Many substances in use were actually toxic – there was no real clinical evaluation, empiricism and one’s personal belief ruled the day. Money-making medicine people have always sought a “cure”; medicines are good money-makers and the patent medicine market reached its apogee. These manufacturers became a prime source of information and advice for animal owners.

Medications for dogs and cats developed a momentum of their own: one company – Elliman, Sons & Co. – which sold a widely-used embrocation for all species, produced a quite well written illustrated book on animal treatment; published in 1899, it was still being reprinted in the 1930s. The 18th edition, in 1904 of the Day, Son and Hewitt book Veterinary Practice at Home even included a plate “By Special Royal Appointment to His Majesty the King” and emblazoned with the Royal Arms.

The book had a canine section which was reasonably well written (for the times) but only covered diseases where the company sold a medicine. Ear mites as a cause of otitis (recognised by A. J. Lovatt in 1894), parasitic mange, lice, ticks and fleas were all discussed. The product listing also included valueless products such as distemper pills “for Preventing and Curing this troublesome and often fatal disease”, priced at 1/6d per box. The book was still in print in the 1930s.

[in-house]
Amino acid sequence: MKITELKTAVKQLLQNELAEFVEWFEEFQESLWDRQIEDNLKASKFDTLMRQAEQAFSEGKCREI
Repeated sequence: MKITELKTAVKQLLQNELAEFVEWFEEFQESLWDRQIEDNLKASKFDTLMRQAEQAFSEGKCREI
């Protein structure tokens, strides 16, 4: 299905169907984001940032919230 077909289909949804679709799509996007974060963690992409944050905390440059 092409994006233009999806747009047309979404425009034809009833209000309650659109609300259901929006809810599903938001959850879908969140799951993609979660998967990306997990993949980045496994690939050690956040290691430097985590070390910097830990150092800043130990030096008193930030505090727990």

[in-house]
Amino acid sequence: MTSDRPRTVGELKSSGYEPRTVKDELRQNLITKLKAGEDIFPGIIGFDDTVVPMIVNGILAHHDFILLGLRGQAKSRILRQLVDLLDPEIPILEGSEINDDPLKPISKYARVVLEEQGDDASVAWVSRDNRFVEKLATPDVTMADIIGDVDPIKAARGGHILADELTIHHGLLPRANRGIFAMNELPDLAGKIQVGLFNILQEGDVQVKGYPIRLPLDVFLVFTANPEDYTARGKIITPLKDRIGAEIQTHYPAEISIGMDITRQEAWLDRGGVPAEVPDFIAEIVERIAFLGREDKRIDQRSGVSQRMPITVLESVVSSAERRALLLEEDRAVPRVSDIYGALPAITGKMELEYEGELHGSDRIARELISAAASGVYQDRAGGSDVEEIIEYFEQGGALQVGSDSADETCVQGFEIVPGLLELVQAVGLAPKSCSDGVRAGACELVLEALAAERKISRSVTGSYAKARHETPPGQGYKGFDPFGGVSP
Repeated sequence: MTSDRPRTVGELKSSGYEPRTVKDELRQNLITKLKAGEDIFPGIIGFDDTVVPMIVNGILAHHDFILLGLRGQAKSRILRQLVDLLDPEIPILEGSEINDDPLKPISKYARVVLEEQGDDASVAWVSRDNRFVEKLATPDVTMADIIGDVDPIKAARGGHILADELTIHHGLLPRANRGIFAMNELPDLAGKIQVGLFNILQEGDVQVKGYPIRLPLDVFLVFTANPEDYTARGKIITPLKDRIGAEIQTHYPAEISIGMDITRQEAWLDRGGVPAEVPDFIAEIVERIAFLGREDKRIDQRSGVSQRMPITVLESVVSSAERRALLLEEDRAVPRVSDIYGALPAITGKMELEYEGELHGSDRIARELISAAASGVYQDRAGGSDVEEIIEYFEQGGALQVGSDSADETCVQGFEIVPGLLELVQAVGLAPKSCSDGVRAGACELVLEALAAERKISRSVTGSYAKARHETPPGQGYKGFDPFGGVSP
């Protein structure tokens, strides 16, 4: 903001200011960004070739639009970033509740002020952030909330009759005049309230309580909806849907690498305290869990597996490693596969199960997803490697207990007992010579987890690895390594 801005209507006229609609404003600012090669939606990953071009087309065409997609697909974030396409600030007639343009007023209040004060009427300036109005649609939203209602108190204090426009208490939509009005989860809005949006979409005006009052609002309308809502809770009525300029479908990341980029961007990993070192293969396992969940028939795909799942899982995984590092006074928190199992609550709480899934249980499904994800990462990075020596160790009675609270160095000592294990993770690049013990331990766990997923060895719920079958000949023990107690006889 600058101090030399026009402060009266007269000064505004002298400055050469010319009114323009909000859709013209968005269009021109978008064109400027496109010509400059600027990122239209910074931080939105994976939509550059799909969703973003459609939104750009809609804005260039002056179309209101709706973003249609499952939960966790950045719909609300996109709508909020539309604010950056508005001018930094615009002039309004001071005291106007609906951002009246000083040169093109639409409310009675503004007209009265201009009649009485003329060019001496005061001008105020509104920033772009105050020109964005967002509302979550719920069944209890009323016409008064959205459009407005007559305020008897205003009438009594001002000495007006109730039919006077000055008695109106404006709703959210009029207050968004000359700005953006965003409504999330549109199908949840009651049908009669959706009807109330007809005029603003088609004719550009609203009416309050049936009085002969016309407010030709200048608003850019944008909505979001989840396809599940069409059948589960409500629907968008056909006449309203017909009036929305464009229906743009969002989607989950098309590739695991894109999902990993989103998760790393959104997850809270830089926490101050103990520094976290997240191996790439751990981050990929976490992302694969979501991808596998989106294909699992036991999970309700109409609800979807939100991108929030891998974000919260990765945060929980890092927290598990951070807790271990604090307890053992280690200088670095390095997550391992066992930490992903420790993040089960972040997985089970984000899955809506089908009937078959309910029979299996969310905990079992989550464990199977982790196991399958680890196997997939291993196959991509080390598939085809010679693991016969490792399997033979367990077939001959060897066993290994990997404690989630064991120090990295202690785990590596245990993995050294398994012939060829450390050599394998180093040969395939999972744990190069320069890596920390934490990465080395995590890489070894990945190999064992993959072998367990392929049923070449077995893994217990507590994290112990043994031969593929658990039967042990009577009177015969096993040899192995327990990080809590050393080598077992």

Cats and dogs

Specific dog and cat books on treatment and care were produced
by the Bob Martin and Sherleys companies early in the century and have been updated to the present day, now with reliable information for the pet owner.